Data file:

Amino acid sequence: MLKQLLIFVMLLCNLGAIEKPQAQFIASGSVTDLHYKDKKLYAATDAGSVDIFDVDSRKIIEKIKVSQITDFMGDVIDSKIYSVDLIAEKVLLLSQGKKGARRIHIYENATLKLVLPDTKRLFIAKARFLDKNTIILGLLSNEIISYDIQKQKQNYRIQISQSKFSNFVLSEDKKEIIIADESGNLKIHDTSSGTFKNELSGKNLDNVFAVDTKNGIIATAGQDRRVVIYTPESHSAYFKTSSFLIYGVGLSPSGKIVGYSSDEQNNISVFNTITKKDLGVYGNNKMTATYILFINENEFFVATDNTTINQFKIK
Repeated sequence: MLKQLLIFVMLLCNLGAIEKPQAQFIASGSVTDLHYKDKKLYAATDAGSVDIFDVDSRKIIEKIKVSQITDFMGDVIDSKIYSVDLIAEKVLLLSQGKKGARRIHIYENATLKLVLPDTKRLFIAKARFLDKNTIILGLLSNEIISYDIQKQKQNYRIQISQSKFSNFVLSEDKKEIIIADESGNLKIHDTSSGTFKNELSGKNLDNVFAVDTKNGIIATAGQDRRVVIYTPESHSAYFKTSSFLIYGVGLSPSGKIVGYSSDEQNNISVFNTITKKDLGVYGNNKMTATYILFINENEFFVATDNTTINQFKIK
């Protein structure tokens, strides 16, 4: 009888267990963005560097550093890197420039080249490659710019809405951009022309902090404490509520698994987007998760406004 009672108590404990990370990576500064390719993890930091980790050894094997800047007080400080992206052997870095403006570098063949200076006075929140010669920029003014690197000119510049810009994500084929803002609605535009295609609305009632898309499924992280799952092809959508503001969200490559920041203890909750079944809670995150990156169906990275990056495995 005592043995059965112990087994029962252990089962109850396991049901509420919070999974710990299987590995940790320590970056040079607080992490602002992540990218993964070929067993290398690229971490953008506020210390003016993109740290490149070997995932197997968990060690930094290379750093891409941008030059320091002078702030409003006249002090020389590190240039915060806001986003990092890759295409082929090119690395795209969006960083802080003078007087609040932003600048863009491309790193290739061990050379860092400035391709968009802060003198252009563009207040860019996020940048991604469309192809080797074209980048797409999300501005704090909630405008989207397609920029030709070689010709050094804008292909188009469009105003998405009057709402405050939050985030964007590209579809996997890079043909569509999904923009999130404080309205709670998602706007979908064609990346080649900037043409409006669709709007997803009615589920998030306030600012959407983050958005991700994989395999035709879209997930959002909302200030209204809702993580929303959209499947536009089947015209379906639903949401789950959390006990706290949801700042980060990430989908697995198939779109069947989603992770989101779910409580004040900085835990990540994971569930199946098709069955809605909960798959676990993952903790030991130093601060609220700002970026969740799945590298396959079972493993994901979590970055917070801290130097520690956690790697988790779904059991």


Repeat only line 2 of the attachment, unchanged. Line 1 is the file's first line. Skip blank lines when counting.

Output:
Repeated sequence: MLKQLLIFVMLLCNLGAIEKPQAQFIASGSVTDLHYKDKKLYAATDAGSVDIFDVDSRKIIEKIKVSQITDFMGDVIDSKIYSVDLIAEKVLLLSQGKKGARRIHIYENATLKLVLPDTKRLFIAKARFLDKNTIILGLLSNEIISYDIQKQKQNYRIQISQSKFSNFVLSEDKKEIIIADESGNLKIHDTSSGTFKNELSGKNLDNVFAVDTKNGIIATAGQDRRVVIYTPESHSAYFKTSSFLIYGVGLSPSGKIVGYSSDEQNNISVFNTITKKDLGVYGNNKMTATYILFINENEFFVATDNTTINQFKIK